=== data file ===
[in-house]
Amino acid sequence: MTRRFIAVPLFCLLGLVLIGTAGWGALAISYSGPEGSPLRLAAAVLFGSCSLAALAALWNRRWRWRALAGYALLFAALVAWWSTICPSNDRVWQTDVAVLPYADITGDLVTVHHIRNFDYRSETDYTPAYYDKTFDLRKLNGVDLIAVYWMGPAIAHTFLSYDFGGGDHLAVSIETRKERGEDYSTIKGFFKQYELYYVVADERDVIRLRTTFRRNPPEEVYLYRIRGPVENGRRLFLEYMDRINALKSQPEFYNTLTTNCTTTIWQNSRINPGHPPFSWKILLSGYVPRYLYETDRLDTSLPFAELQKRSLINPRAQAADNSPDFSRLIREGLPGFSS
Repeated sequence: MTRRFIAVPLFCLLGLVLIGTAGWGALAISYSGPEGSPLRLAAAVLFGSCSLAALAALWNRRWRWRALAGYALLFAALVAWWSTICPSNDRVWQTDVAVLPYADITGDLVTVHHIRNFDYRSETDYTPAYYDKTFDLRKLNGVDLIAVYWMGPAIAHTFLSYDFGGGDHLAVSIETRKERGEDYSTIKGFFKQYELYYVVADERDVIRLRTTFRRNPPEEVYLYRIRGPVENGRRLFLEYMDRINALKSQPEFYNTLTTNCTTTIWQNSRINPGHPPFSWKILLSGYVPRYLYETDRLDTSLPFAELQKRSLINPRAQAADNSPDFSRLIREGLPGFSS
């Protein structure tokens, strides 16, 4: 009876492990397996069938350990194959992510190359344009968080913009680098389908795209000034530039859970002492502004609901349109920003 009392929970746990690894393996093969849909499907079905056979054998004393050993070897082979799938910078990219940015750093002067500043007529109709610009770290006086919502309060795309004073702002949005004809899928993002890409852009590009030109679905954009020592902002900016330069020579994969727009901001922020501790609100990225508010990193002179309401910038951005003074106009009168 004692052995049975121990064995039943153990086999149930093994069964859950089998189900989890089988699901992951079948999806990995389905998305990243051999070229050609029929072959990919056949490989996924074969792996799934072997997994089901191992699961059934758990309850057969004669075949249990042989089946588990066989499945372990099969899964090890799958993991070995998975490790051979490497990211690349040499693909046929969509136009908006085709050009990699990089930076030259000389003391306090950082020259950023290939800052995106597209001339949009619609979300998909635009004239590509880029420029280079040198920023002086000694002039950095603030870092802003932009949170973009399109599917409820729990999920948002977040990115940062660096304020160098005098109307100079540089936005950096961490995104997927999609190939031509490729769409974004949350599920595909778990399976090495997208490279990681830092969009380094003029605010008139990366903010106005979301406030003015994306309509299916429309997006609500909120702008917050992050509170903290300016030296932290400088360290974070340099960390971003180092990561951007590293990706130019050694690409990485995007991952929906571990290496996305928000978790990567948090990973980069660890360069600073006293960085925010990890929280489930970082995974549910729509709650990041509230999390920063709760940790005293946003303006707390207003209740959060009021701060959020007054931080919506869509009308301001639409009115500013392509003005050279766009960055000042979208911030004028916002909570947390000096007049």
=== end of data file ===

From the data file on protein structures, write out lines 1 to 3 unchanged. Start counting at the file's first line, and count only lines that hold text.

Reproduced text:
[in-house]
Amino acid sequence: MTRRFIAVPLFCLLGLVLIGTAGWGALAISYSGPEGSPLRLAAAVLFGSCSLAALAALWNRRWRWRALAGYALLFAALVAWWSTICPSNDRVWQTDVAVLPYADITGDLVTVHHIRNFDYRSETDYTPAYYDKTFDLRKLNGVDLIAVYWMGPAIAHTFLSYDFGGGDHLAVSIETRKERGEDYSTIKGFFKQYELYYVVADERDVIRLRTTFRRNPPEEVYLYRIRGPVENGRRLFLEYMDRINALKSQPEFYNTLTTNCTTTIWQNSRINPGHPPFSWKILLSGYVPRYLYETDRLDTSLPFAELQKRSLINPRAQAADNSPDFSRLIREGLPGFSS
Repeated sequence: MTRRFIAVPLFCLLGLVLIGTAGWGALAISYSGPEGSPLRLAAAVLFGSCSLAALAALWNRRWRWRALAGYALLFAALVAWWSTICPSNDRVWQTDVAVLPYADITGDLVTVHHIRNFDYRSETDYTPAYYDKTFDLRKLNGVDLIAVYWMGPAIAHTFLSYDFGGGDHLAVSIETRKERGEDYSTIKGFFKQYELYYVVADERDVIRLRTTFRRNPPEEVYLYRIRGPVENGRRLFLEYMDRINALKSQPEFYNTLTTNCTTTIWQNSRINPGHPPFSWKILLSGYVPRYLYETDRLDTSLPFAELQKRSLINPRAQAADNSPDFSRLIREGLPGFSS